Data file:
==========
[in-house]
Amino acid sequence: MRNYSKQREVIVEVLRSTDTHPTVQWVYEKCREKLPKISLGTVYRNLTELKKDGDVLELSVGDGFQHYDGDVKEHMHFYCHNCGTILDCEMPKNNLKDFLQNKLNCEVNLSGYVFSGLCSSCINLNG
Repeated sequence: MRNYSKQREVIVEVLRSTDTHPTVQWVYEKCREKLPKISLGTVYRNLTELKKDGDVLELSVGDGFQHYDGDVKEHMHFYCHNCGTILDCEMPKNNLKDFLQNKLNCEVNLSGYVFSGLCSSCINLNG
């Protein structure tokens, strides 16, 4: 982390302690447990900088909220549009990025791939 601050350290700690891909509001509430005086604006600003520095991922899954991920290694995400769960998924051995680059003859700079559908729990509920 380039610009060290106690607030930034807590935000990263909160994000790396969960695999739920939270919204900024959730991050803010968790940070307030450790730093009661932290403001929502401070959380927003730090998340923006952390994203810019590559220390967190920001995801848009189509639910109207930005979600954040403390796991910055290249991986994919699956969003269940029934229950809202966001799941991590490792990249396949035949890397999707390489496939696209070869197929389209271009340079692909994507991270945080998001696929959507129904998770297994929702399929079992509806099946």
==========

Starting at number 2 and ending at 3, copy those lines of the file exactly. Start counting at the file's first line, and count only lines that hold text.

Amino acid sequence: MRNYSKQREVIVEVLRSTDTHPTVQWVYEKCREKLPKISLGTVYRNLTELKKDGDVLELSVGDGFQHYDGDVKEHMHFYCHNCGTILDCEMPKNNLKDFLQNKLNCEVNLSGYVFSGLCSSCINLNG
Repeated sequence: MRNYSKQREVIVEVLRSTDTHPTVQWVYEKCREKLPKISLGTVYRNLTELKKDGDVLELSVGDGFQHYDGDVKEHMHFYCHNCGTILDCEMPKNNLKDFLQNKLNCEVNLSGYVFSGLCSSCINLNG